Objective To investigate the time relations between long haul air travel and venous thromboembolism. Design Record linkage study using the case crossover approach. Setting Western Australia. Participants 5408 patients admitted to hospital with venous thromboembolism and matched with data for arrivals of international flights during 1981-99. Results The risk of venous thromboembolism is increased for only two weeks after a long haul flight; 46 Australian citizens and 200 non-Australian citizens had an episode of venous thromboembolism during this so called hazard period. The relative risk during this period for Australian citizens was 4.17 (95% confidence interval, 2.94 to 5.40), with 76% of cases (n = 35) attributable to the preceding flight. A "healthy traveller" effect was observed, particularly for Australian citizens. Conclusions The annual risk of venous thromboembolism is increased by 12% if one long haul flight is taken yearly. The average risk of death from flight related venous thromboembolism is small compared with that from motor vehicle crashes and injuries at work. The individual risk of death from flight related venous thromboembolism for people with certain pre-existing medical conditions is, however, likely to be greater than the average risk of 1 per 2 million for passengers arriving from a flight. Airlines and health authorities should continue to advise passengers on how to minimise risk.
To derive correction equations based on nationally representative data, for the error associated with self‐reported height and weight and to apply these to recent estimates of overweight and obesity in the Australian adult population.
Linear regression was used to derive correction equations to predict reporting error on height, weight and body mass index (BMI) for 8,435 adults, aged 20 and over, who had their height and weight accurately measured as participants of the 1995 National Nutrition Survey (NNS) and who had also supplied self‐reported information within the 1995 National Health Survey (NHS).
Evaluation of different correction algorithms suggests that simple correction equations for height and weight (each with one independent variable) are the most useful in the prediction of corrected prevalence of overweight and obesity. Applying these equations to nationally representative data suggests that the prevalence of overweight and obesity (BMI>=25) in Australia in 2004/05 was 66% compared with the value of 54% determined from self‐reported data.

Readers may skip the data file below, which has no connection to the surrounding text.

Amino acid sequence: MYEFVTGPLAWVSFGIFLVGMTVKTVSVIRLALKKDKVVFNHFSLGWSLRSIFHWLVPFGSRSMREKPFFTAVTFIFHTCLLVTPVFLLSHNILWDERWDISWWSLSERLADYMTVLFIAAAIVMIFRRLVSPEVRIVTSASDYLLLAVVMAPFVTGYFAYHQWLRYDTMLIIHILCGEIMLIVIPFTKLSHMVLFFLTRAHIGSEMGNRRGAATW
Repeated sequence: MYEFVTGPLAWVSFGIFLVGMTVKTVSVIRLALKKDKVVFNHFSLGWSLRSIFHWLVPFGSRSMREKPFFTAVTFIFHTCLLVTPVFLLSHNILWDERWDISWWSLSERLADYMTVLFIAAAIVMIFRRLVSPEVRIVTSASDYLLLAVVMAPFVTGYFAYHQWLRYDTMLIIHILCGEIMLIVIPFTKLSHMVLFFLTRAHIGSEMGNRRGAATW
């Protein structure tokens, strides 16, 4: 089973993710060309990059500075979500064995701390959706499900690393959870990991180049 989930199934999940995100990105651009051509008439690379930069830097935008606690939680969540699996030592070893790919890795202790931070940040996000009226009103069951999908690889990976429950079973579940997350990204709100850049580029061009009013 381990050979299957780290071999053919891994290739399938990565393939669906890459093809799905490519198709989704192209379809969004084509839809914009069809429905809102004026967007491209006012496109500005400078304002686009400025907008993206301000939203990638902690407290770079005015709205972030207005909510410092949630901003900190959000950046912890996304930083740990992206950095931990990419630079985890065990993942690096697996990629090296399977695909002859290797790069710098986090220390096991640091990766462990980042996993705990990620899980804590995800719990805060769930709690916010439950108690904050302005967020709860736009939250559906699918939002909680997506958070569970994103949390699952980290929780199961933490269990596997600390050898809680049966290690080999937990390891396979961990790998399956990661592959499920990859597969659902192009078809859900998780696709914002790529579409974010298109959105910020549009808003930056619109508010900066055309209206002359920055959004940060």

We present a simple and reliable method for correcting true prevalence of overweight and obesity from self‐reported data.
In order to get realistic estimates of overweight and obesity in Australia, either measured height and weight data should be collected directly, or equations to correct for self report error should be used.
Controversy surrounds structural reform in local government, especially efforts aimed at involuntarily reducing the number of local authorities to secure scale economies. We examined whether scale economies exist in local government outlays by analyzing the expenditure of 152 New South Wales councils. Initially, council expenditure is characterized by scale economies. However, given the correlation between population and population density, it is important to determine whether the influence of population on expenditure is due to variations in population density. When areas are decomposed into subgroups on the basis of density, the evidence of scale economies largely disappears.
The aim of this study was to examine the association between musculoskeletal disorders and the level of obesity (as defined by the body mass index) for a sample of the Australian population aged 20-64. A logistic regression model was used to estimate the association between musculoskeletal disorders and obesity, controlling for a range of socio-demographic characteristics. Individual-level data on obesity, musculoskeletal disorders, and various socio-demographic characteristics were extracted from the Australian Bureau of Statistics (ABS) 1995 National Health Survey (NHS). Individuals with musculoskeletal disorders were identified using ICD-9 codes 710-739 from a sample of 28,376 individuals from the non-institutionalised population. Estimates from the logistic regression equation indicate that there is a statistically significant positive relationship between the probability of having a musculoskeletal disorder and the level of obesity. Socio-demographic variables such as age, sex, origin, income level, employment status and geographic location also had a statistically significant relationship. This information can be used by public health practitioners and educators to identify those at risk and to design health strategies that target at-risk patients.
Traditionally, the problem of determining the optimal size in local government has been empirically assessed by estimating the relationship between population size and the costs of services (usually measured in terms of per capita expenditure). These studies, however, have proved largely inconclusive. In comparison, an empirical analysis based on the relationship between the size of government and community satisfaction offers a potentially fruitful contribution to the debate regarding the optimal size of local government. However, to date, few studies have followed this approach. We therefore contribute to this literature by exploring the relationship between population size and community satisfaction for Victorian councils. Our findings provide evidence of an inverted 'U-shaped' relationship, which predicts low community satisfaction at very large and very small population sizes.
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